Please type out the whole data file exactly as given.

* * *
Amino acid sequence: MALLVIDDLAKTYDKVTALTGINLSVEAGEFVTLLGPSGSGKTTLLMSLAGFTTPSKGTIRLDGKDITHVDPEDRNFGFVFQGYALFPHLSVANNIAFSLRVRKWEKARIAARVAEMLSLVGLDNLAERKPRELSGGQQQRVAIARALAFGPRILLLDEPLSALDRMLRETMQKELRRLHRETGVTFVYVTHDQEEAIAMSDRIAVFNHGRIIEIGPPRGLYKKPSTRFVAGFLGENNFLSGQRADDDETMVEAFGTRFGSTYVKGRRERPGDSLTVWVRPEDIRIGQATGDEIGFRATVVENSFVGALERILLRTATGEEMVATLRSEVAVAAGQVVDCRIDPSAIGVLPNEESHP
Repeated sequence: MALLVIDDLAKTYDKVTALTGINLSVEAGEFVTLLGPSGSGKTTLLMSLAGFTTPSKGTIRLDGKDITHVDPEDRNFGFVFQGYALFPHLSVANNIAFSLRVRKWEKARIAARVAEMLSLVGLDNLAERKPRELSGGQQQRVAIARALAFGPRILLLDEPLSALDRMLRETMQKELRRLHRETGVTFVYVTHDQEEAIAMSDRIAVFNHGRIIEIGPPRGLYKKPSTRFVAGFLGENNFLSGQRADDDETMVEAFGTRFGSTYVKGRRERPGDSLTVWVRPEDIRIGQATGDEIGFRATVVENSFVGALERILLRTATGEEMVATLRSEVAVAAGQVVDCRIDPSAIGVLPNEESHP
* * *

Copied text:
Amino acid sequence: MALLVIDDLAKTYDKVTALTGINLSVEAGEFVTLLGPSGSGKTTLLMSLAGFTTPSKGTIRLDGKDITHVDPEDRNFGFVFQGYALFPHLSVANNIAFSLRVRKWEKARIAARVAEMLSLVGLDNLAERKPRELSGGQQQRVAIARALAFGPRILLLDEPLSALDRMLRETMQKELRRLHRETGVTFVYVTHDQEEAIAMSDRIAVFNHGRIIEIGPPRGLYKKPSTRFVAGFLGENNFLSGQRADDDETMVEAFGTRFGSTYVKGRRERPGDSLTVWVRPEDIRIGQATGDEIGFRATVVENSFVGALERILLRTATGEEMVATLRSEVAVAAGQVVDCRIDPSAIGVLPNEESHP
Repeated sequence: MALLVIDDLAKTYDKVTALTGINLSVEAGEFVTLLGPSGSGKTTLLMSLAGFTTPSKGTIRLDGKDITHVDPEDRNFGFVFQGYALFPHLSVANNIAFSLRVRKWEKARIAARVAEMLSLVGLDNLAERKPRELSGGQQQRVAIARALAFGPRILLLDEPLSALDRMLRETMQKELRRLHRETGVTFVYVTHDQEEAIAMSDRIAVFNHGRIIEIGPPRGLYKKPSTRFVAGFLGENNFLSGQRADDDETMVEAFGTRFGSTYVKGRRERPGDSLTVWVRPEDIRIGQATGDEIGFRATVVENSFVGALERILLRTATGEEMVATLRSEVAVAAGQVVDCRIDPSAIGVLPNEESHP